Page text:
This is a story about doing what is right. Believing in yourself. Friendship, bravery and sacrifice.

 

 

Published by Pushkin Books

This is a rather pretty little hardback. Just 88 pages. It tells the story of two children caught in a snow drift, and taken in by a dog.

I have always liked Irish Wolfhounds – long legged and full of character. This relates the story of the poet, and his relationship with his dog, and the dog’s relationship with the children. Its about love. How someone can be with us, even when they are gone. This is a poignant little volume. It contains a small amount of poetry and is a moving story.

At the moment the book is a reflection of my life, in away. I know that someone I cared about and lived alongside and with me for many years is no longer here. I find, however, that she is also with me, as the poet is with the dog, in this small volume.

Its a rather special.

The picture below is off the Internet – credited as The Pinnacle of Nobility – on Pinterest.

 

        

Published by Piccadilly Press.

It is 03.09 in the morning. Dark. Silent, apart from my oil heater clicking gently behind me. I woke a while ago to continue reading this extraordinary volume.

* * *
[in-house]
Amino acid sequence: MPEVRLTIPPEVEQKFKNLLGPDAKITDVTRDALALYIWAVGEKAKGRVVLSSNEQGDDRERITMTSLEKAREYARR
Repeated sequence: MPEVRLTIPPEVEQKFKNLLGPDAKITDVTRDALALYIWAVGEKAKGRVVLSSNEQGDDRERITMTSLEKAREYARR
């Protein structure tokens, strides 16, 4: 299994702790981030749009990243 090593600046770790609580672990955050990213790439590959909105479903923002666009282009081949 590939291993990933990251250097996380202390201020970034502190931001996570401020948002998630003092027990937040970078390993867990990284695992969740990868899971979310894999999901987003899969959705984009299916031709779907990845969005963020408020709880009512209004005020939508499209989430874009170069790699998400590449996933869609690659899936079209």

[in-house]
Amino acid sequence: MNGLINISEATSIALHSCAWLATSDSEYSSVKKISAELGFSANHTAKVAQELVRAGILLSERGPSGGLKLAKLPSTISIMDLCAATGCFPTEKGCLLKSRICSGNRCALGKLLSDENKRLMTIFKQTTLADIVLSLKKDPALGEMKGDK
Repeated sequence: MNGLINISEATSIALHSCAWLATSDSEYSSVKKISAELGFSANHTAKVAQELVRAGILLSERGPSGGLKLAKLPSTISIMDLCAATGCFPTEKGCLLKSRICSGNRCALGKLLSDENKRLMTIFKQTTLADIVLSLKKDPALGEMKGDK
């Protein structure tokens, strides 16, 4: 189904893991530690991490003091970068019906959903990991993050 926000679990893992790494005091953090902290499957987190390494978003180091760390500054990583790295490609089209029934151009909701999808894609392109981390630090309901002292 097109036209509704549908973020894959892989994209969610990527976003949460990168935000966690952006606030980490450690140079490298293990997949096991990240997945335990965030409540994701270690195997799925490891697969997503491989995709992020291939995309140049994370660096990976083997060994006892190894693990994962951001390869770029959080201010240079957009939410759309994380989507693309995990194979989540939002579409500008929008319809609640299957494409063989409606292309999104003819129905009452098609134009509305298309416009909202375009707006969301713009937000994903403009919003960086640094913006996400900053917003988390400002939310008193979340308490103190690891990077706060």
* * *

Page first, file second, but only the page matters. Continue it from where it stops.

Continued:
This is a story set in Grey Britan, after the Gasses. The world has changed, things are not as they once were. Lahn Dan is contained within the Emm Twenty-five and there is nothing beyond.

‘there’s nothing outside of the Emm Twenty-five. Everything outside Lahn Dan is Dead.’

People and society have changed too.

The Aus live lives that are easier than most, though much of their world is fake. They are secure. Have hot water. Fresh food and their grass is green. They have been changed to look like the people of history, those known for their looks. They are beautiful. The Cus, meanwhile, are only able to use technology to support the Aus, and Pb they are the lowest of the low. They work. Have nothing, but stories, are almost illiterate, don’t eat food, but consume small pills for sustenance. Their grass is a sort of muddy brown colour.  They are set apart.

Aus – gold, Cus – copper and Pb – lead.

Lahn Dan to Serendipity is a place of darkness, filth, and hard-work. A place of bridges over the Tems – which she knows used to be one of the largest rivers in the world. Serendipity has never seen a river, but she has heard about them. The Tems is now a thick line of mud, used to dispose of anything unwanted, whether human or otherwise.

London is filled with images of horses. The National Gallery contains, of course, that stunning picture Whistlejacket by Stubbs, along with many others, including The Horses of Achilles, by van Dyke. Then there are the statues: Richard III on horseback outside the Houses of Parliament. The horses in the sculpture entitled Animals at War in Park Lane – there are thousands of them. Lahn Dan is filled with them too..